Posted: Sep 28, 2017
Steve A. talked with Prostatepedia about his experience with erectile dysfunction (ED) after surgery and radiation for his Gleason 9 prostate cancer.
What was your life like before you had prostate cancer?
Steve A: A hell of a lot better than it is now. I think about and read about prostate cancer daily. I have no symptoms. Never have had any. But I work hard to combat the side effects of treatment and forestall recurrence. Eat right, exercise daily, and try to help others with prostate cancer.
I’m retired. I was a senior executive at a Fortune 10 company. I retired early back in 1998 and moved part-time to a resort community. I played a lot of golf and worked in community projects, including community government, and started a real estate development business.
I moved here full-time in 2001 and noticed that I had a problem with urination frequency. I saw a urologist who determined that I had benign prostatic hyperplasia (BPH) and put me on Avodart (dutasteride).
Then my prescription drug plan dropped Avodart (dutasteride), so I switched to Proscar (finasteride). Later my urologist added Flomax (tamsulosin) to shrink my prostate. I was on Proscar (finasteride) and Flomax (tamsulosin) continuously until 2013. They controlled my BPH pretty well but impacted my sexual performance. My sex life was not as good as it was before that as a result. I had mild ED.
Did you go on any medication for the ED at that point—like Viagra (sildenafil) or Cialis (tadalafil)?
Steve A: I tried them. They worked.
When and how did you find out you had prostate cancer?
Steve A: I had been getting annual PSA tests since age 40 as part of annual company physical exams. The PSA was around 0.4 for years, then increased gradually as I aged. But it was never considered a problem since it was well below the magic 4.0 considered “normal.”
Then, in 2013, my PSA suddenly doubled to 5.4 from 2.7 in 2012. I had it checked again and this time it went up to 6.6 in only a few months. So my GP, who recognized that PSA velocity (doubling time) was an indicator of a potential problem, recommended a biopsy. I found out that finasteride cuts PSA roughly in half, so my PSA was actually 13.2. This shocked me. Should I have had a biopsy years earlier? Could I have cured my cancer if I’d found it earlier?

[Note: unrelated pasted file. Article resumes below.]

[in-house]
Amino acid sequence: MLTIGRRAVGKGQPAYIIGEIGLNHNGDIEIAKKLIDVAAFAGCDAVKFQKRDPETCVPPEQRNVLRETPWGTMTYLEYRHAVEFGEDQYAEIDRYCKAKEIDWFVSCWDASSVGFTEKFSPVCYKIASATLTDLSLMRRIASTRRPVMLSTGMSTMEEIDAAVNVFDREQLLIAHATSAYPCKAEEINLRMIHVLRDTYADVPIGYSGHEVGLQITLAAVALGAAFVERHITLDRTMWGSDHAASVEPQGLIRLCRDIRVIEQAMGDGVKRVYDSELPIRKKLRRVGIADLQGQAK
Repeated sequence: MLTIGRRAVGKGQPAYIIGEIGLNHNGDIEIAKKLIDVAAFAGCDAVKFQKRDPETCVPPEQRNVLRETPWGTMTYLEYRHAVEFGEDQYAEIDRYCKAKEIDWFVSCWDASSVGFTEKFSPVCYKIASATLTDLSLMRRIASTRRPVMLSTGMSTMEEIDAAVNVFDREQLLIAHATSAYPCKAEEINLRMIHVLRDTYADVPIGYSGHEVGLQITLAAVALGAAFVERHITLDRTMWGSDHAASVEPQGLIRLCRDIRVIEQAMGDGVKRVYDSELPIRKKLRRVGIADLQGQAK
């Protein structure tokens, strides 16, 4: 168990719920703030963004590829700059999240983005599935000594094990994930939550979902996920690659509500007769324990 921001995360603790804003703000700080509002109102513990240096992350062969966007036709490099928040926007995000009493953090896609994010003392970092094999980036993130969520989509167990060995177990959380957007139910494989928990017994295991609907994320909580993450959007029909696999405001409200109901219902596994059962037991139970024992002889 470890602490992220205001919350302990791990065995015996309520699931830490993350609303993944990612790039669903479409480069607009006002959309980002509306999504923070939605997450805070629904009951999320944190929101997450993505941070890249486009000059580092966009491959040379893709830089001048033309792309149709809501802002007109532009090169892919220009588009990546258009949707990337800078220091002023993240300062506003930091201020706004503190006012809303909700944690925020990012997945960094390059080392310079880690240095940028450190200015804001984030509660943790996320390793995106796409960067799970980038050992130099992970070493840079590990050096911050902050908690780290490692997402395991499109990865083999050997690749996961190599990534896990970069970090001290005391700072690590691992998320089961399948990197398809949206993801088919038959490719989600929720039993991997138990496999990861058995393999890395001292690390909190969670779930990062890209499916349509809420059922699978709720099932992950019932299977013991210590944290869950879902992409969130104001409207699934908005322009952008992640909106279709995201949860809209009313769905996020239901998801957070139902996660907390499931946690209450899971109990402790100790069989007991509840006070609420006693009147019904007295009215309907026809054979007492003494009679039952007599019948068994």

So you had a biopsy?
Steve A: I got a biopsy from my local urologist. The Proscar (finasteride) had reduced my prostate size quite a bit, so I only needed to have six cores taken. It was painless. Pathology found 40% prostate cancer in one core and 10% in another core. The others were clean. My Gleason score was 4+4=8. I had a second opinion done by prostate cancer doctor Jonathan Epstein at Johns Hopkins; he upgraded my Gleason score to 4+5=9.
My urologist talked about what I should do. Was I a candidate for active surveillance? He didn’t think so. Turns out that was a huge understatement!
He said I was a candidate for either radiation or surgery due to my age (69 then) and otherwise good health.
So I saw a couple of radiation oncologists and a couple of surgeons. In addition to seeking a cure, I was concerned about three things: ED, hormone therapy, and dragging out the treatment process. I’m the kind of person who likes to get stuff done my part. I now question my decision to have surgery since the cancer had already escaped the prostate. Should the urologists or I have known that?
When you met with these different surgeons and radiation oncologists, did any of them speak to you about ED after treatment?
Steve A: I asked both surgeons if they could do nerve-sparing surgery because I was concerned about my sex life after treatment. The local surgeon said, “No, I wouldn’t try it. With Gleason 9, I’ve got to go pretty wide on the margins to ensure I get it all. I can’t promise that at all.” He was totally unconcerned about ED. I didn’t like his bedside manner!
When I spoke to Dr. Epstein he said he would do nerve-sparing surgery and gave me printed handouts which addressed all facets of what I could expect post-op, including incontinence, ED, etc. I liked his can-do attitude and was impressed with his credentials and Johns Hopkins’s reputation in the field of urology.
What about the radiation oncologists?